The DeHavilland Blog

Tuesday, July 07, 2009

A failure of imagination

Like most of you, I’ve been paying very close attention to local and national discussions on the education system’s response to the economic downturn – and I’ve been amazed at the narrow scope of the discussion to date. School and district leaders seem to have blinders on: they’re looking at things entirely through the lens of the status quo, a viewpoint that greatly limits consideration of their options.

At the risk of oversimplifying things, consider that systems generally have three components: inputs, processes, and outputs. And we’re experiencing a failure of imagination on the first two points to the detriment of the third.

  • Inputs – The K-12 education system receives almost all of its income (~99%) from government sources, and the discussion to date has centered entirely on the status of funding from those sources. As any private or nonprofit leader can tell you, however, it’s exceedingly dangerous to rely on a single source of revenue, whether it’s a customer or donor: it’s much safer and smarter to develop a broad and diverse base of support. While K-12 education will likely always rely on government funds for the majority of its support, there are great gains to be had by soliciting support from community stakeholders. There are any number of ways that they can contribute, and for systems feeling the pinch of reduced government spending (a pinch that will go on for years, perhaps decades), community support represents a tremendous and relatively untapped opportunity.
  • Processes – Despite a vague call for reform, all of the talk I’ve heard has involved doing the same things we’ve always done. We may have to cut some teachers due to cutbacks, and we may do some more work on teacher training and data systems thanks to ARRA funds. But there’s been no talk at all about real change to accommodate a very different environment. Thanks to ARRA, we have a two-year buffer before funding really drops off a cliff: shouldn’t we be looking at developing more efficient operations? What about academically – is the current model of 12 grades, summers off, paid-employees-only, sitting-in-a-classroom-working-from-textbooks model still the right one? Community stakeholders, with expertise in various areas, could be a tremendous help here in setting priorities (and generating community buy-in), coming up with alternate models, and assisting in shouldering the load on reform and new operations. But they have to be asked, and that hasn’t even been brought up as an option.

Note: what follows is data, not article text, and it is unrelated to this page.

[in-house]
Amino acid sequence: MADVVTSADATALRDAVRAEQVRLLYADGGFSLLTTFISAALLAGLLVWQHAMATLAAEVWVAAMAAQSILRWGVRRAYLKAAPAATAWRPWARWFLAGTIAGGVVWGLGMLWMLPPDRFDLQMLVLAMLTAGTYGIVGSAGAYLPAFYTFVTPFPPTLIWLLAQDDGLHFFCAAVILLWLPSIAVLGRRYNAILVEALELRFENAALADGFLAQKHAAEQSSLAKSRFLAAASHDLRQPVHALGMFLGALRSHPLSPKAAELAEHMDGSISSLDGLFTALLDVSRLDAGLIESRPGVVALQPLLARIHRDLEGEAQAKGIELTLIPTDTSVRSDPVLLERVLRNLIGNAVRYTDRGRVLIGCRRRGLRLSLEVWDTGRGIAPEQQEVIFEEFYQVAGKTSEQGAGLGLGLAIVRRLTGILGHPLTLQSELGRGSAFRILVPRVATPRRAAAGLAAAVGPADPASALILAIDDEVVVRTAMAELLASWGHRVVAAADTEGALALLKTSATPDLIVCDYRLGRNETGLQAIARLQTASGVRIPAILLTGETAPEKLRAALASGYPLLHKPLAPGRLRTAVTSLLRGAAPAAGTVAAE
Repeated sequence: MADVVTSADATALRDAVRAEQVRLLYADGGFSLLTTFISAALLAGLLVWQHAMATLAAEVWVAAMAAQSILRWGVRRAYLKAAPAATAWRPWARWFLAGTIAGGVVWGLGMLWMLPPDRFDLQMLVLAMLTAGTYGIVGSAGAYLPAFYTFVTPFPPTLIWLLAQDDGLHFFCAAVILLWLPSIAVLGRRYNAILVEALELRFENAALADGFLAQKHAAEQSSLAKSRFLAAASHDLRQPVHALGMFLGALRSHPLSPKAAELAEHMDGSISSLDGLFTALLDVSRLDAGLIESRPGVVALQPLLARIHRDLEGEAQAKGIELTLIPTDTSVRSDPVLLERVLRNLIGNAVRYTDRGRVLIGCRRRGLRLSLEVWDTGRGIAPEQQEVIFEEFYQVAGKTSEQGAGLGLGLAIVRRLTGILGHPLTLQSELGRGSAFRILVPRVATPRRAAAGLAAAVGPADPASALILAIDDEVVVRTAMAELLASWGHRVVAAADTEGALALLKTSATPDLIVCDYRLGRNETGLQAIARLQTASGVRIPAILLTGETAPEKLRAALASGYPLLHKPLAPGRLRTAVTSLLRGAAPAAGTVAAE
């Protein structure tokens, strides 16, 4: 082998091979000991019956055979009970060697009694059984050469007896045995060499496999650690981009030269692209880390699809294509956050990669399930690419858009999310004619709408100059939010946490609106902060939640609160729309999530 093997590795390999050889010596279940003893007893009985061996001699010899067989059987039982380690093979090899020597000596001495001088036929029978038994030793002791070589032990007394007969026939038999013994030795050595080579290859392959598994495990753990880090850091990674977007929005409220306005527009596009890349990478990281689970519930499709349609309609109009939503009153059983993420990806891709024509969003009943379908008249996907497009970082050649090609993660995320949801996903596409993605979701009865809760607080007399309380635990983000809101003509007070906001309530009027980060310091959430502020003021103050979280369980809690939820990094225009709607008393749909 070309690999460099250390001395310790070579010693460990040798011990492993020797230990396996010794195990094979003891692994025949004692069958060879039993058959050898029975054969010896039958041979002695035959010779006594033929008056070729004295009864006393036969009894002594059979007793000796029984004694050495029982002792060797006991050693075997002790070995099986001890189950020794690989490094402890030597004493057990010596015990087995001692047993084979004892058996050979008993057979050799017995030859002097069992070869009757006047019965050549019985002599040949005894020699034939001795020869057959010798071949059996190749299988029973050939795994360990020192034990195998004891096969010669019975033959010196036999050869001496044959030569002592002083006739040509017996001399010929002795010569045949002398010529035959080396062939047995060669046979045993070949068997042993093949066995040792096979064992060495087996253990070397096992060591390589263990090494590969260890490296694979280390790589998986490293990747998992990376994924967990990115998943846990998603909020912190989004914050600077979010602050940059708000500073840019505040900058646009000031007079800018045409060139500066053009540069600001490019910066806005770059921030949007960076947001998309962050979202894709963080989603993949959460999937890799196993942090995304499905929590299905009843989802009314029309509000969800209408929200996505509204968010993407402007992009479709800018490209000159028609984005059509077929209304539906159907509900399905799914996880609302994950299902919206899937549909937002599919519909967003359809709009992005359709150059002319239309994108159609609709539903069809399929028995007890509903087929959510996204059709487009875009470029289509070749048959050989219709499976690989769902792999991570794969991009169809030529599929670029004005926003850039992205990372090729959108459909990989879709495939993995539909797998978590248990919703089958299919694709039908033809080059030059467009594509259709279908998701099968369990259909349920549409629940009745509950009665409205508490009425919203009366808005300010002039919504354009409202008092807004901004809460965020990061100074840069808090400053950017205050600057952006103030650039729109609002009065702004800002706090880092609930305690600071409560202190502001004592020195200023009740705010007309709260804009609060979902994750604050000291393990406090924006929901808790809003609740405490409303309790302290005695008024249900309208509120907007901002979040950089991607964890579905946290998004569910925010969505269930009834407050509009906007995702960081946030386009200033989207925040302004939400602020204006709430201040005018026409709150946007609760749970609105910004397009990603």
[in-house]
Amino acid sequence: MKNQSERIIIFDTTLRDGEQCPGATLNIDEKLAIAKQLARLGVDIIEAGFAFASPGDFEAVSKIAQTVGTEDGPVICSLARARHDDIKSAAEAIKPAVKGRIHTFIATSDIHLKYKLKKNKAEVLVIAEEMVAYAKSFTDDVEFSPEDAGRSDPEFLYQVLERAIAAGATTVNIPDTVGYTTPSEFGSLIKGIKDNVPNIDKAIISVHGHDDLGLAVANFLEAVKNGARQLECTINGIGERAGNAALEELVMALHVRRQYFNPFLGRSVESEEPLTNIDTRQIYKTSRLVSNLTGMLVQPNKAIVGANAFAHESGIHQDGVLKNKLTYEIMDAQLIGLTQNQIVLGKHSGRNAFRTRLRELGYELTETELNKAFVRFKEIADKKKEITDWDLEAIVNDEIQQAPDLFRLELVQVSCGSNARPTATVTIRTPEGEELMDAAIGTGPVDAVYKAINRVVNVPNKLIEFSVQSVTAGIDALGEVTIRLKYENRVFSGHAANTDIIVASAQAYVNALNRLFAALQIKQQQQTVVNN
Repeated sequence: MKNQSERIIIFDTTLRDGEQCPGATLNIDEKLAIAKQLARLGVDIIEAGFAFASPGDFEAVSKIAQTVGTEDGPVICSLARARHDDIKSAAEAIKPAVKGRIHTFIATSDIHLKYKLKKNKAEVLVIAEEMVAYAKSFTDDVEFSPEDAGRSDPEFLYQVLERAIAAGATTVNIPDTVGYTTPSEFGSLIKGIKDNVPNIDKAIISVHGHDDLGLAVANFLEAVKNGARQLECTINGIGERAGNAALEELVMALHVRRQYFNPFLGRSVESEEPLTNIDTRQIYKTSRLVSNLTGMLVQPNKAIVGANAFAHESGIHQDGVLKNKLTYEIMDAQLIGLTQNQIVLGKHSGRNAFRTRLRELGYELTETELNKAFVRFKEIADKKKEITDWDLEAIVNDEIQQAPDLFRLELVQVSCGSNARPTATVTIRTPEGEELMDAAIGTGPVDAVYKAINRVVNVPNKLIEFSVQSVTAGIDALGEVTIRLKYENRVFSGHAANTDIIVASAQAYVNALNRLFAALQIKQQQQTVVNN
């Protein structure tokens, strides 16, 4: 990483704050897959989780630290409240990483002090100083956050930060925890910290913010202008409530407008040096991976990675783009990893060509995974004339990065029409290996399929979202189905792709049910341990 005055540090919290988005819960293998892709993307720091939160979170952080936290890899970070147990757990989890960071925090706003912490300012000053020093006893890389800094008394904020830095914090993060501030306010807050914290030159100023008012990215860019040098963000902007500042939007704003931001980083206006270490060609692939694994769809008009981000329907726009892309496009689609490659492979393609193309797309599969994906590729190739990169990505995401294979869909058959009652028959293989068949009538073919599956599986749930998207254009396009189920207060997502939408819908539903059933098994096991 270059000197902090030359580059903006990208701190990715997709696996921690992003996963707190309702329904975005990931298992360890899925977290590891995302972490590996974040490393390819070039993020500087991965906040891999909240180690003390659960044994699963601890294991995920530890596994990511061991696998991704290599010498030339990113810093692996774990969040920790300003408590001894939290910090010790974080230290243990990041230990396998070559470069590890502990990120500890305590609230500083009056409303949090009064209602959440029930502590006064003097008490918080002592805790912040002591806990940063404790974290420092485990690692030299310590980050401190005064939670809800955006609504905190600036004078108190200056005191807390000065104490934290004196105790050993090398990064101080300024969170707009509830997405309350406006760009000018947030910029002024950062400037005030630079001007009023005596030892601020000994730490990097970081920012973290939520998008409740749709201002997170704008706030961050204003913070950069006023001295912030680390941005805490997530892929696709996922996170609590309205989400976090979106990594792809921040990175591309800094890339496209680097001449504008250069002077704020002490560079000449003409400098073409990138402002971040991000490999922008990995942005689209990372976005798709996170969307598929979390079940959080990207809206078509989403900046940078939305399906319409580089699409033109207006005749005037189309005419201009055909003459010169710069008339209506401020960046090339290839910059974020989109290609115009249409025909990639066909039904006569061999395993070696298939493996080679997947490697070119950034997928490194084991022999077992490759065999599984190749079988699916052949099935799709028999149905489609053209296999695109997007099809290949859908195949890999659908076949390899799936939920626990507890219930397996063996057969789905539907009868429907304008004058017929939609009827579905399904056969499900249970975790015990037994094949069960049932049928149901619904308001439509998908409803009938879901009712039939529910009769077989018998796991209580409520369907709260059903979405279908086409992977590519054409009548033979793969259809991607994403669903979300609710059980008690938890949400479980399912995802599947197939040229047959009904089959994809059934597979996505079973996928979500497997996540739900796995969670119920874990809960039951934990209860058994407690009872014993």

• Outputs – It seems obvious, but if our inputs are declining, and we don’t change our processes, our outputs will inevitably decline as well. Given the need to improve K-12 outcomes on a number of metrics (graduation rates, academic preparedness, workforce preparedness, etc.), that doesn’t seem like a politically viable option. So clearly, either inputs or processes (or more realistically, both) are going to have to change if we want to see the improved results that the public demands.
The question is: how does this happen? How do we introduce the idea of community engagement into the discussion, thereby helping education leaders realize that they’re not locked in to an unwinnable scenario? I don’t have that answer, but I certainly hope that someone sees a path here. Otherwise we’re in for a long and bumpy ride.

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